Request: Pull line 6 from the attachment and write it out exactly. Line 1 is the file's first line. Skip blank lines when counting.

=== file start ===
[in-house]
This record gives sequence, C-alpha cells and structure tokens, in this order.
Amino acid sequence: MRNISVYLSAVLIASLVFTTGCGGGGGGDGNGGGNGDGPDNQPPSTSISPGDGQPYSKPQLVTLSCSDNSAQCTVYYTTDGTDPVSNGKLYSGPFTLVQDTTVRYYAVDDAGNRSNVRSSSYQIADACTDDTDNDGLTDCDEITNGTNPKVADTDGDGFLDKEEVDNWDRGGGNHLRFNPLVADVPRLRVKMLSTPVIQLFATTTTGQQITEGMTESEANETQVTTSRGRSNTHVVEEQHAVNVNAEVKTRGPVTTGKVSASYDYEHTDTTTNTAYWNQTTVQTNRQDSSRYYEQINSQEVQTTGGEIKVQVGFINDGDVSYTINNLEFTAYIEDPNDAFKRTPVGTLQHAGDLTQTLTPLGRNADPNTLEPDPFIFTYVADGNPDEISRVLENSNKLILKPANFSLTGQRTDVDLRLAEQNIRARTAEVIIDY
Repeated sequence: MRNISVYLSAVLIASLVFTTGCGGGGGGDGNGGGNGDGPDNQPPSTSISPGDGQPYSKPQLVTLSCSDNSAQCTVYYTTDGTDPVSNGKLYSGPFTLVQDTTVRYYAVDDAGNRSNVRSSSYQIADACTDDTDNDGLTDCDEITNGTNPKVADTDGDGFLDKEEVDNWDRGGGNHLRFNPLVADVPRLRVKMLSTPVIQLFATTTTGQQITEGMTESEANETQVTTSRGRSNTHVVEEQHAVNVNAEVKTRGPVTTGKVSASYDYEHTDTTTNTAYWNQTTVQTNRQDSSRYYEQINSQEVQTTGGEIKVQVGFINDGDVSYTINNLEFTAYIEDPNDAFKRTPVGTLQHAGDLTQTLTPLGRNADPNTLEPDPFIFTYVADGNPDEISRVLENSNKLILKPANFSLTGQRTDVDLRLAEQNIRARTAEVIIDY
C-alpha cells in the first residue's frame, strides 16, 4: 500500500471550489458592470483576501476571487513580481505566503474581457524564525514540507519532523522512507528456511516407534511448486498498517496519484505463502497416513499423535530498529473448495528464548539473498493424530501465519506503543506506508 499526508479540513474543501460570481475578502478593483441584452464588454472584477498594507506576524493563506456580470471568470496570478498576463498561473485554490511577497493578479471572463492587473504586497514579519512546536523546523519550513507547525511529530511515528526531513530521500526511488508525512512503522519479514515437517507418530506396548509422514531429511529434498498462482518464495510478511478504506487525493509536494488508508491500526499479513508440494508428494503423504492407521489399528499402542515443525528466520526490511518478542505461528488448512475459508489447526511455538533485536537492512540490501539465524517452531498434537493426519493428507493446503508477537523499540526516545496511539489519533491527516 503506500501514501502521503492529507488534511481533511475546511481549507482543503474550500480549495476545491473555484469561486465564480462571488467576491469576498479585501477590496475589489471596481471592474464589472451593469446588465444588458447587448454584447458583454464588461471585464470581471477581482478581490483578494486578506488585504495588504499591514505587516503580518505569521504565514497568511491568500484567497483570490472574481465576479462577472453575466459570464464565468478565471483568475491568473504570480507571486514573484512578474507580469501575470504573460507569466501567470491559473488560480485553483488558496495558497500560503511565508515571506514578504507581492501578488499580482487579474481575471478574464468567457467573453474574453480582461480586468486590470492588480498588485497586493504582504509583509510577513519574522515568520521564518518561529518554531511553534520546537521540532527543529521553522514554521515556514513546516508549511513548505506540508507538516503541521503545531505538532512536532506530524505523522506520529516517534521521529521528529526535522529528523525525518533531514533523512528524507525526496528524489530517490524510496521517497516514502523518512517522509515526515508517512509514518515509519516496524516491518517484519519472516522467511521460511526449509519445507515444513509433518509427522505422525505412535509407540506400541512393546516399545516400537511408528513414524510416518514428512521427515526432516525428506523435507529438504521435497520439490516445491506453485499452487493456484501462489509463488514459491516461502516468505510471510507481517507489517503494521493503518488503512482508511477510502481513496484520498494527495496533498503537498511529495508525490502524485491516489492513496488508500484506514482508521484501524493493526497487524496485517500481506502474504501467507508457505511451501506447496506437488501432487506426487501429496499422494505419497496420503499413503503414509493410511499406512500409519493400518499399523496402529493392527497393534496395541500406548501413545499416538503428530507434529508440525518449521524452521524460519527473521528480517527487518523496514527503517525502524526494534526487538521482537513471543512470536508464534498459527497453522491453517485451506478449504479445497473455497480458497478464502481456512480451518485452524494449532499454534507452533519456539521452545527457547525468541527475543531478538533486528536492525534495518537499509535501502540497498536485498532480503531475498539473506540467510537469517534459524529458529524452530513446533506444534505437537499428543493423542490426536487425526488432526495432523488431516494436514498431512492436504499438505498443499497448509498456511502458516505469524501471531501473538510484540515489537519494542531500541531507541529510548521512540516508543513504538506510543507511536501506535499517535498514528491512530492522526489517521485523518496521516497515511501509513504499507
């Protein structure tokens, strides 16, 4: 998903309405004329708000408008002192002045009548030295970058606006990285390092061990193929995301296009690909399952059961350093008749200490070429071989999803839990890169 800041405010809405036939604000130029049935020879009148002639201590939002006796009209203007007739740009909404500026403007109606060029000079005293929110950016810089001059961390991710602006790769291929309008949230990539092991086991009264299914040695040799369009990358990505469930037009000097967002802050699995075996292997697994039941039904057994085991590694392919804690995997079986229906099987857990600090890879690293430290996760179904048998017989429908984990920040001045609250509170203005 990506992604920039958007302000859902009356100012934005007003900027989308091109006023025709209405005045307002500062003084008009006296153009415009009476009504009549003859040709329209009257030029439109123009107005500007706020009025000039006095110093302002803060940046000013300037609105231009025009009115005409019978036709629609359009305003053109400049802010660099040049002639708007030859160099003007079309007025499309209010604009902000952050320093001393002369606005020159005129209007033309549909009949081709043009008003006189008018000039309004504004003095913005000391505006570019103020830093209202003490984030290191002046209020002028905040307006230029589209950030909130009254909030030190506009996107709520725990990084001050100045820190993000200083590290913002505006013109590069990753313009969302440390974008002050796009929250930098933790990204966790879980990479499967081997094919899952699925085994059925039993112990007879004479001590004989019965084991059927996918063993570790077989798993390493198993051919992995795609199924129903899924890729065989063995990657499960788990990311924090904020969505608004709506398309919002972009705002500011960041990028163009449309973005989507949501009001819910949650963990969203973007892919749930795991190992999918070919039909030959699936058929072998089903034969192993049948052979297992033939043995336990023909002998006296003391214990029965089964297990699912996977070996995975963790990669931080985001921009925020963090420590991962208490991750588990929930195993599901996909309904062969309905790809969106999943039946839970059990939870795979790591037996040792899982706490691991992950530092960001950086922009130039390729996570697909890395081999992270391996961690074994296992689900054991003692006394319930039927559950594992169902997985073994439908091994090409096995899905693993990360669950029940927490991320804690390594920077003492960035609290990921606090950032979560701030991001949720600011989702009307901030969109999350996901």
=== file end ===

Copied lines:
């Protein structure tokens, strides 16, 4: 998903309405004329708000408008002192002045009548030295970058606006990285390092061990193929995301296009690909399952059961350093008749200490070429071989999803839990890169 800041405010809405036939604000130029049935020879009148002639201590939002006796009209203007007739740009909404500026403007109606060029000079005293929110950016810089001059961390991710602006790769291929309008949230990539092991086991009264299914040695040799369009990358990505469930037009000097967002802050699995075996292997697994039941039904057994085991590694392919804690995997079986229906099987857990600090890879690293430290996760179904048998017989429908984990920040001045609250509170203005 990506992604920039958007302000859902009356100012934005007003900027989308091109006023025709209405005045307002500062003084008009006296153009415009009476009504009549003859040709329209009257030029439109123009107005500007706020009025000039006095110093302002803060940046000013300037609105231009025009009115005409019978036709629609359009305003053109400049802010660099040049002639708007030859160099003007079309007025499309209010604009902000952050320093001393002369606005020159005129209007033309549909009949081709043009008003006189008018000039309004504004003095913005000391505006570019103020830093209202003490984030290191002046209020002028905040307006230029589209950030909130009254909030030190506009996107709520725990990084001050100045820190993000200083590290913002505006013109590069990753313009969302440390974008002050796009929250930098933790990204966790879980990479499967081997094919899952699925085994059925039993112990007879004479001590004989019965084991059927996918063993570790077989798993390493198993051919992995795609199924129903899924890729065989063995990657499960788990990311924090904020969505608004709506398309919002972009705002500011960041990028163009449309973005989507949501009001819910949650963990969203973007892919749930795991190992999918070919039909030959699936058929072998089903034969192993049948052979297992033939043995336990023909002998006296003391214990029965089964297990699912996977070996995975963790990669931080985001921009925020963090420590991962208490991750588990929930195993599901996909309904062969309905790809969106999943039946839970059990939870795979790591037996040792899982706490691991992950530092960001950086922009130039390729996570697909890395081999992270391996961690074994296992689900054991003692006394319930039927559950594992169902997985073994439908091994090409096995899905693993990360669950029940927490991320804690390594920077003492960035609290990921606090950032979560701030991001949720600011989702009307901030969109999350996901």